It is a harsh reality that ambulance services in India as a whole are quite terrible. Even in metropolitan cities like Bangalore and Delhi, a pizza will be delivered to your doorstep sooner than it takes an ambulance to reach. If this is the case in the most developed cities, imagine the scenario in those remote regions of the land where basic medical care itself is almost entirely absent.
The isolated regions of Chhattisgarh are one such place where this problem is prevalent. Not only is there a lack of medical centres, but the harsh forested terrains make it difficult to transport people in urgent need of medical care to those who can provide it. Pregnant women, especially, suffer due to this and that is exactly what these bike ambulance are out to rectify.
Ajay Trakroo, a health specialist with UNICEF said that the project was launched in 2015 with the go-ahead of UNICEF in partnership with Saathi Samaj Sevi Sanstha and the state’s Heath Department.
“Pregnant women are our main focus in the area as mortality rate is high in this conflict bound region of Chhattisgarh. With this experiment we are trying to provide necessary health care to the pregnant women of this Maoist-affected tribal and hard-to- reach forest area,” Trakroo told IANS.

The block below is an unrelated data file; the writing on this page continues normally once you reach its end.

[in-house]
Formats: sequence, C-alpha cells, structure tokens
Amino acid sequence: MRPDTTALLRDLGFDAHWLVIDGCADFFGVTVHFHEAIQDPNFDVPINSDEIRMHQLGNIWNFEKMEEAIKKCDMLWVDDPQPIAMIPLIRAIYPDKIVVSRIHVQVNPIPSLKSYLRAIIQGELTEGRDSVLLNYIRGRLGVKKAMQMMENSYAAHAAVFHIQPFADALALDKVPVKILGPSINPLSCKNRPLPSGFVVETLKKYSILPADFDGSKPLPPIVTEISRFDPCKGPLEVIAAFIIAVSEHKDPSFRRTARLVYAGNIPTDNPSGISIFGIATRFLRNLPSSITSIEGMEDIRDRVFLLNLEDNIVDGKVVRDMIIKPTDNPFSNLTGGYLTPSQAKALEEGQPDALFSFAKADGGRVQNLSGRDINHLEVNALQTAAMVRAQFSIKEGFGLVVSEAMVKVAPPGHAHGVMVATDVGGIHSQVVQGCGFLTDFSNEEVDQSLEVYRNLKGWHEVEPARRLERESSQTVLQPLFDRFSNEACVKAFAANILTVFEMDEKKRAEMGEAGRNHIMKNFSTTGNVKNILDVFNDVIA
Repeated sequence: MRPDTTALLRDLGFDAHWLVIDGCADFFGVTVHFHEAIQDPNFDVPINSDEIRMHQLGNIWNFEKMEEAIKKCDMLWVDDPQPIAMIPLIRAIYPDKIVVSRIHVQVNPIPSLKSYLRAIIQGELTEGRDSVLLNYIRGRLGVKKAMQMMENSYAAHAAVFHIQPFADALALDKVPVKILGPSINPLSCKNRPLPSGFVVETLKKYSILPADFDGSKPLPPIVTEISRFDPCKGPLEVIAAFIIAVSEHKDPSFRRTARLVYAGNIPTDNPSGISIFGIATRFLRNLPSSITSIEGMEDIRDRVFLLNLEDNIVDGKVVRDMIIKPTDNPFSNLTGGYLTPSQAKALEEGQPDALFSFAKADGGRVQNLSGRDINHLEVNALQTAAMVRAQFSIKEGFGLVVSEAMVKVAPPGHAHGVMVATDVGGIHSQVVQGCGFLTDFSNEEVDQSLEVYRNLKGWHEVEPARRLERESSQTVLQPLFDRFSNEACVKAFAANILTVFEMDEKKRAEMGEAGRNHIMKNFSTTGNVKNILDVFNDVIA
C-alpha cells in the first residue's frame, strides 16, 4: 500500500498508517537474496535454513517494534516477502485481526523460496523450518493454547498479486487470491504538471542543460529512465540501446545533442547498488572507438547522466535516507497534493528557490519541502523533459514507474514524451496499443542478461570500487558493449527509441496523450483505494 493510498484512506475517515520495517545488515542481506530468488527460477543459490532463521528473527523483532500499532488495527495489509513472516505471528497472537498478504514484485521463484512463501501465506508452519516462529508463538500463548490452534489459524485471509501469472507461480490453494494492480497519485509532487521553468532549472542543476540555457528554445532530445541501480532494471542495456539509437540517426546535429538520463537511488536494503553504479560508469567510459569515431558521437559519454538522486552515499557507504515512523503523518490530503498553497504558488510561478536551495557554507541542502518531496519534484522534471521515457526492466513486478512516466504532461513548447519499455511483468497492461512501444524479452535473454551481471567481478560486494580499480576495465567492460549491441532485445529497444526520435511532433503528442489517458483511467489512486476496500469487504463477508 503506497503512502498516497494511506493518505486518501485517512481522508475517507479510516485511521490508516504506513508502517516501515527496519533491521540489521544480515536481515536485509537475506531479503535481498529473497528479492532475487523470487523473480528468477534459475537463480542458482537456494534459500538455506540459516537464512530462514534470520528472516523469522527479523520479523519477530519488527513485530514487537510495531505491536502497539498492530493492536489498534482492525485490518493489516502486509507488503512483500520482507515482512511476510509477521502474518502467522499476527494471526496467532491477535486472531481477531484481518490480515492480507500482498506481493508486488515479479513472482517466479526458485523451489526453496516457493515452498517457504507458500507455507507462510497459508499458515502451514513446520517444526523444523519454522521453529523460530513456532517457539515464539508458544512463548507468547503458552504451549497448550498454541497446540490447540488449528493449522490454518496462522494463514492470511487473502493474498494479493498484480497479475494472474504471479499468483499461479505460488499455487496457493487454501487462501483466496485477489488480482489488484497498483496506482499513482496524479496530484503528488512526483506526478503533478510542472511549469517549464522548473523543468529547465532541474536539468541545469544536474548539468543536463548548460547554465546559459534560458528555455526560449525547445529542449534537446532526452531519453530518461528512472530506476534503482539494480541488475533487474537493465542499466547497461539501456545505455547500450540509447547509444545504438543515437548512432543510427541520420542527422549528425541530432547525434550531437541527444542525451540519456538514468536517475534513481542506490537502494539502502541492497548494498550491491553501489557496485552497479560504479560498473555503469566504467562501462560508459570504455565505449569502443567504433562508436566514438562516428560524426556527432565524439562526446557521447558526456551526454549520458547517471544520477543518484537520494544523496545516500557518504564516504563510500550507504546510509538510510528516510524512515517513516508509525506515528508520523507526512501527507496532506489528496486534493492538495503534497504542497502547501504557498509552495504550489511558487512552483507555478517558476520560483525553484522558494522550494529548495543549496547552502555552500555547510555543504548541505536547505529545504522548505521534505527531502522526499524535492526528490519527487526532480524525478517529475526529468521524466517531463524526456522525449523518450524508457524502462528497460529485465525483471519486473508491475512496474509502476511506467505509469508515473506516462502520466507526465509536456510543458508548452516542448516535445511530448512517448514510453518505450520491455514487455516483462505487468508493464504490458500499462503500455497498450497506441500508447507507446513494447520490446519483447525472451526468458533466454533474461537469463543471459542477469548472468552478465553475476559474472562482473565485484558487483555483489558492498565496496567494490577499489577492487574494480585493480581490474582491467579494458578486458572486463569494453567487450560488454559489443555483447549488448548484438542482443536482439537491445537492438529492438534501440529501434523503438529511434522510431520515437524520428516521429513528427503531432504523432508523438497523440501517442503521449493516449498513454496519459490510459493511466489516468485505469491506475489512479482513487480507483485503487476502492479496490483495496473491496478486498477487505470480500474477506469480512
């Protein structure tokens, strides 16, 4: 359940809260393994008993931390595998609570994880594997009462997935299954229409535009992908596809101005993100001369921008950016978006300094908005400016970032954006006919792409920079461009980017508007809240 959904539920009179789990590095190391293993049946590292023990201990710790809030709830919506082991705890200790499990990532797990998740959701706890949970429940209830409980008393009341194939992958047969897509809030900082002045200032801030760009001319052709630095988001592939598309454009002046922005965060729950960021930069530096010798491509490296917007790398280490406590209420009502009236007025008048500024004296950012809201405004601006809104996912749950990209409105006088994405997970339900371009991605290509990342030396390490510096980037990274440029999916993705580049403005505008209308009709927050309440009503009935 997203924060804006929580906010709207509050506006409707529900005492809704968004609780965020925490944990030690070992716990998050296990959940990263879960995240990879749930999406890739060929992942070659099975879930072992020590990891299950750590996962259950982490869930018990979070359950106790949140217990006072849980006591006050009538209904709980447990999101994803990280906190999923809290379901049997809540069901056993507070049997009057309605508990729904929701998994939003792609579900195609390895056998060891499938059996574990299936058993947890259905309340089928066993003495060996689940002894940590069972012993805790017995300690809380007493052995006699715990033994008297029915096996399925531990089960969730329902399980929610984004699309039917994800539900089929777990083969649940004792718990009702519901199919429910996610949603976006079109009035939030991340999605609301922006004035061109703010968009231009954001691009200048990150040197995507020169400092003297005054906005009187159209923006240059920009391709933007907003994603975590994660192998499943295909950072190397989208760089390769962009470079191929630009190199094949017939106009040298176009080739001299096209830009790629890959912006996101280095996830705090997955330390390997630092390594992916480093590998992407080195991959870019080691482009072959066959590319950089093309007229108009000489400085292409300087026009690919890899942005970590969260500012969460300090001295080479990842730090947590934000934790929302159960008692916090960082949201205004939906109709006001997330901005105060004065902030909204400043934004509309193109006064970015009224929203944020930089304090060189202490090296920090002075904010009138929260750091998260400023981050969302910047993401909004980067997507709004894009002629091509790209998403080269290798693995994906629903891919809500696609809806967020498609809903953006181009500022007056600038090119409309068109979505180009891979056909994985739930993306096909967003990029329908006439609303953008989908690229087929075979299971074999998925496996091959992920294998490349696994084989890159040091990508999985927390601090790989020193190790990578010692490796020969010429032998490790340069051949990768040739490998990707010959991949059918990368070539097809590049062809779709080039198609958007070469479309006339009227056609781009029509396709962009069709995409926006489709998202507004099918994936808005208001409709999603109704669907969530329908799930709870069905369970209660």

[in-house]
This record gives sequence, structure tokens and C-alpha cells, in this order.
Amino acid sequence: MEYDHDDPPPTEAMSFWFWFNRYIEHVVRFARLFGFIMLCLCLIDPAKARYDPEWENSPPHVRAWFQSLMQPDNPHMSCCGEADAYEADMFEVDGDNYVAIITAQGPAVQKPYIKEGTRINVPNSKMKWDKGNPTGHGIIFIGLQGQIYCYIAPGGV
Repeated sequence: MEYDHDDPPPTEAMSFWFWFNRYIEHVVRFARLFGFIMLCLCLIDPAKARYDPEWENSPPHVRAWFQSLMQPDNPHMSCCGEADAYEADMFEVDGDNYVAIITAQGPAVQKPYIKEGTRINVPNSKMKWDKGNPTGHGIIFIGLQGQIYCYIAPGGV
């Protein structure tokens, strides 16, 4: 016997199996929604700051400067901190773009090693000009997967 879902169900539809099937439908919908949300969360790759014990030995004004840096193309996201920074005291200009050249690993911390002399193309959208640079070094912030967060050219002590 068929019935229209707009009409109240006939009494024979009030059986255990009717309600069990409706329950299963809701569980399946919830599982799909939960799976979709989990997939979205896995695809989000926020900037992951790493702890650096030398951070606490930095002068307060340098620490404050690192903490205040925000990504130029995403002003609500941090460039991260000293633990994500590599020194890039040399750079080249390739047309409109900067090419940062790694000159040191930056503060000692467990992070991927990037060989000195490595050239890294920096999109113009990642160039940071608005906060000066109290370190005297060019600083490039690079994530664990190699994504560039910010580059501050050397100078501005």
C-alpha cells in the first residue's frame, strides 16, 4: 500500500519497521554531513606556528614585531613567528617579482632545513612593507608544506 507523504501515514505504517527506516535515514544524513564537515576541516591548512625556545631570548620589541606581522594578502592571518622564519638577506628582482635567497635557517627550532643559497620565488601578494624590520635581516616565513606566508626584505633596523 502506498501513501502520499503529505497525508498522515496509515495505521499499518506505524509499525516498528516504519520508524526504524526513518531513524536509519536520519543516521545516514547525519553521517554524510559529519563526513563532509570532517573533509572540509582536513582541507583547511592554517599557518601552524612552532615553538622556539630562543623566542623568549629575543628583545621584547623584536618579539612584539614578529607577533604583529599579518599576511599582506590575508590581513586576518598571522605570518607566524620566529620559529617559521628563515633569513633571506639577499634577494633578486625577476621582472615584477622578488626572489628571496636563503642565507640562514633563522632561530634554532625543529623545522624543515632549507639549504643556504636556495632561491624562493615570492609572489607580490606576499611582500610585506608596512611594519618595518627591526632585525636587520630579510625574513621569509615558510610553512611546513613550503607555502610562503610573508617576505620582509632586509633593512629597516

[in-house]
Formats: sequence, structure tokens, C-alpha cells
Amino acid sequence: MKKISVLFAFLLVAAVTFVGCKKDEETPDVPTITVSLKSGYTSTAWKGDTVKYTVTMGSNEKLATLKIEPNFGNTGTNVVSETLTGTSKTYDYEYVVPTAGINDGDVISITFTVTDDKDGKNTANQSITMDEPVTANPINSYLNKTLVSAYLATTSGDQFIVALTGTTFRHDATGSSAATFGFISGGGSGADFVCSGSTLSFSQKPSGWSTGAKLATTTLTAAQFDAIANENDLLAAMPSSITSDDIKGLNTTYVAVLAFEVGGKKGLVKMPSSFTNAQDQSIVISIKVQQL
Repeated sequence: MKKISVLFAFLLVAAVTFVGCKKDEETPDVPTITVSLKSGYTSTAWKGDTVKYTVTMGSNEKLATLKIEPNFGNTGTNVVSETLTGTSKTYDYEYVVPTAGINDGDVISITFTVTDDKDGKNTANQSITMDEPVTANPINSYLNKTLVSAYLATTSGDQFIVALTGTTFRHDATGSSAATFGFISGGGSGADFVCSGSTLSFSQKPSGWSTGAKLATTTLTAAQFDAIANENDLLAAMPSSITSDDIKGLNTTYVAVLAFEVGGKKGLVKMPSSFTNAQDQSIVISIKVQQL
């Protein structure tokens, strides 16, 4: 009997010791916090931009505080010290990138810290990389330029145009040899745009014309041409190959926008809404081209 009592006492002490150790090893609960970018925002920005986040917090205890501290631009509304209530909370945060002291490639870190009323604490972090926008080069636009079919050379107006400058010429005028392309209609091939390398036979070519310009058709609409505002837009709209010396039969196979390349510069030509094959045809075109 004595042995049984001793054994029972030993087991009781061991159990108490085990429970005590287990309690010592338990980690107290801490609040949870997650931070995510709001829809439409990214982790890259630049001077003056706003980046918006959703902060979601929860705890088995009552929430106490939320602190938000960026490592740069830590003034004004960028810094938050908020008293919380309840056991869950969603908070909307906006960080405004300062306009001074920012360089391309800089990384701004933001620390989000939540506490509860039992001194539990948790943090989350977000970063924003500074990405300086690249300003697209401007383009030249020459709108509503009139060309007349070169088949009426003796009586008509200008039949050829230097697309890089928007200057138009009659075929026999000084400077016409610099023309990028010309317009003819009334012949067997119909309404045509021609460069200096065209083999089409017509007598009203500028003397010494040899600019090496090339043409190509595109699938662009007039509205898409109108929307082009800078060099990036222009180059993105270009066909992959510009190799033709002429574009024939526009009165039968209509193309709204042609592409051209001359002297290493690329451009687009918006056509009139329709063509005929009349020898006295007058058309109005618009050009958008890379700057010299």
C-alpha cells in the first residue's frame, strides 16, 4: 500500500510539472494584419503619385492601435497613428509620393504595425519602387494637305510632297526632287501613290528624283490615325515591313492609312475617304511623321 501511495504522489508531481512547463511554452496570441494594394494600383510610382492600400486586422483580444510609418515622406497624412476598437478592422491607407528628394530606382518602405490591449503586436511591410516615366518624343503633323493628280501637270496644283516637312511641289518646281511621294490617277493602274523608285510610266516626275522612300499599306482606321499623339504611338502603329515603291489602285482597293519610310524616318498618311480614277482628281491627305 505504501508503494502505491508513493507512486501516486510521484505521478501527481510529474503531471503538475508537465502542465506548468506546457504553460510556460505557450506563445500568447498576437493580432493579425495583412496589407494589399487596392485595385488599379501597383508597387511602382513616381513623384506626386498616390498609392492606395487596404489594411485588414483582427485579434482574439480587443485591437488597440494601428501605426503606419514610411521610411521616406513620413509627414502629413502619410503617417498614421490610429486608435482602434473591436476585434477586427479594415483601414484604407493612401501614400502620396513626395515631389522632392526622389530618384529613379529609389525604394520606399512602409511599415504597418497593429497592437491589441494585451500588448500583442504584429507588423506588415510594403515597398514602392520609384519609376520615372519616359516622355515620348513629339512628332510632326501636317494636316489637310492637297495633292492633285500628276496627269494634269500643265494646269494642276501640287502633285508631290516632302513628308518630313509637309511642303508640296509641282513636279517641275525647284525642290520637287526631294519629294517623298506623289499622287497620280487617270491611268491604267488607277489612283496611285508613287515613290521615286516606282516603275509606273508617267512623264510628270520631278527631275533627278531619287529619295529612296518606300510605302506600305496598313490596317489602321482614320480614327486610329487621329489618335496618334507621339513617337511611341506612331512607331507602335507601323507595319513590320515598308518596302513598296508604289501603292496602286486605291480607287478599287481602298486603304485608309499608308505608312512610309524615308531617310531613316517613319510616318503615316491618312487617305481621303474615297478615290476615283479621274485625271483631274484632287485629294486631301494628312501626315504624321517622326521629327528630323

He said the motorcycle ambulance’s USP is that it can be operated in hard to reach areas. It is a referral ambulance, that means it only ferries the patient to the hospital. As of now there is only one motorcycle-ambulance in the entire state which serves the pregnant women and other serious patients in whole of Bastar division.
On expansion of the project, Trakroo said that ten more motorcycle ambulances will be deployed soon.
“Though 108 ambulance services operate in Narayanpur, these cannot reach deep into the forest or hilly terrain where many villages are situated. This is where the motorcycle ambulance plays a vital role. We will bring 10 more motorcycle ambulances in a few months,” Trakroo said.
The bike ambulance is a modification of a conventional motorbike that is attached with a side-carriage for ferrying patients.
The National Institute of Technology (NIT), Raipur is working on improving the design of the ambulances to better suit the needs of the patients
How it’s helping
The bike ambulance project has already helped save 300 lives of which 80 per cent were pregnant women. The efforts have resulted in a dip in maternal and infant mortality rate in the Maoist-region of Narayanpur district in Chhattisgarh.
Driven by the locals themselves, these two-wheeled carriages help save time by ferrying patients from hard-to-reach areas in the forests to the hospital. The locals are even trained in administering the necessary first aid to the patients.